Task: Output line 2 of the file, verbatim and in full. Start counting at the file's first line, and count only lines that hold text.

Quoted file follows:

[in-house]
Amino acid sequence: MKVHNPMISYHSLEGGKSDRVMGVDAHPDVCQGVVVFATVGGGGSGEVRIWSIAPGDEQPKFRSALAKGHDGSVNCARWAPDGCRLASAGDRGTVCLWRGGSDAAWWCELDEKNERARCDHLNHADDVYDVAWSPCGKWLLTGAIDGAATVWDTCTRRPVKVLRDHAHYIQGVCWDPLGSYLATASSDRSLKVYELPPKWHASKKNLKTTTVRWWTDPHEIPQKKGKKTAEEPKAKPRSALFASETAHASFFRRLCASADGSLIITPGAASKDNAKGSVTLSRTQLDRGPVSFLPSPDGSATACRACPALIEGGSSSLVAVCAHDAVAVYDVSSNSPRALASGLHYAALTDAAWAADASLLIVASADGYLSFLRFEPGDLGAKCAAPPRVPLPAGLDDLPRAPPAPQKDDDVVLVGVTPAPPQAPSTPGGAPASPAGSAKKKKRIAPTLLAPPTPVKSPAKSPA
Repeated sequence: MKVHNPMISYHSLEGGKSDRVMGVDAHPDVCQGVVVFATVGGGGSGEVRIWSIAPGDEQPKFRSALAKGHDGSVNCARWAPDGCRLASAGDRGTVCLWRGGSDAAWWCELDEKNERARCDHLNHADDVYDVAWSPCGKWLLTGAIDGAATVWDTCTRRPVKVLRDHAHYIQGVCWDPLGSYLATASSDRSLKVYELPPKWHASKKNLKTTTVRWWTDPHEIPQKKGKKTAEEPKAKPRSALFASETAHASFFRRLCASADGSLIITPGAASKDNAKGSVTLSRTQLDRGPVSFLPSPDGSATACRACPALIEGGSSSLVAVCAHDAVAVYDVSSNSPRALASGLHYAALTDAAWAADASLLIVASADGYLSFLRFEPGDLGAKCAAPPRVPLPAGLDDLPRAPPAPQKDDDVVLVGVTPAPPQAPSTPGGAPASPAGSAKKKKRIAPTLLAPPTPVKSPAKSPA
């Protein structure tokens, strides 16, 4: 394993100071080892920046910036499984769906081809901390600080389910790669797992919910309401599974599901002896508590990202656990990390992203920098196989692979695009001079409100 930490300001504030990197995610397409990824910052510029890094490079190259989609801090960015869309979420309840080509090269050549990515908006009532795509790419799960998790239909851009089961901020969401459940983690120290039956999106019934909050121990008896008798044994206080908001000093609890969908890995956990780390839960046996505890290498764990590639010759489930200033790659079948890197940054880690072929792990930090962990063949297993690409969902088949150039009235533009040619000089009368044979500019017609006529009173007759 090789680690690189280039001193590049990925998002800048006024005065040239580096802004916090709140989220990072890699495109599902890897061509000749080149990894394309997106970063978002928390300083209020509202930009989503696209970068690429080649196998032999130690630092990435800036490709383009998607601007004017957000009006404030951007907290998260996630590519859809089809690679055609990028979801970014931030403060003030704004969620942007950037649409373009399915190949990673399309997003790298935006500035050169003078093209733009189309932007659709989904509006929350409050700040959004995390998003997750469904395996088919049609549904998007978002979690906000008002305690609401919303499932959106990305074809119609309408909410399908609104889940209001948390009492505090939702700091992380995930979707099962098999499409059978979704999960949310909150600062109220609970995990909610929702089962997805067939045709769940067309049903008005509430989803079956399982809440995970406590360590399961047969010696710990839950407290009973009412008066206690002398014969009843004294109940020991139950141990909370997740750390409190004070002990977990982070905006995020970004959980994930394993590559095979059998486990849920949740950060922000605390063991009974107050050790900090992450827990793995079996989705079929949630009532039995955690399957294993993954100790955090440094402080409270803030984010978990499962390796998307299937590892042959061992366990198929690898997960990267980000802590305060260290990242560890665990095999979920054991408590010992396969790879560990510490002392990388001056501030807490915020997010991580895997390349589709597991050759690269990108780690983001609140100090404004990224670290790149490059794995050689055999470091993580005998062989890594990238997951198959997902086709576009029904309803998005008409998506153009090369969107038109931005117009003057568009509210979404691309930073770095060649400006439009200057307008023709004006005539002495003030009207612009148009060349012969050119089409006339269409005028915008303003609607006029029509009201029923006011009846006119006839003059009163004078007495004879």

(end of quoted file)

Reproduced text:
Amino acid sequence: MKVHNPMISYHSLEGGKSDRVMGVDAHPDVCQGVVVFATVGGGGSGEVRIWSIAPGDEQPKFRSALAKGHDGSVNCARWAPDGCRLASAGDRGTVCLWRGGSDAAWWCELDEKNERARCDHLNHADDVYDVAWSPCGKWLLTGAIDGAATVWDTCTRRPVKVLRDHAHYIQGVCWDPLGSYLATASSDRSLKVYELPPKWHASKKNLKTTTVRWWTDPHEIPQKKGKKTAEEPKAKPRSALFASETAHASFFRRLCASADGSLIITPGAASKDNAKGSVTLSRTQLDRGPVSFLPSPDGSATACRACPALIEGGSSSLVAVCAHDAVAVYDVSSNSPRALASGLHYAALTDAAWAADASLLIVASADGYLSFLRFEPGDLGAKCAAPPRVPLPAGLDDLPRAPPAPQKDDDVVLVGVTPAPPQAPSTPGGAPASPAGSAKKKKRIAPTLLAPPTPVKSPAKSPA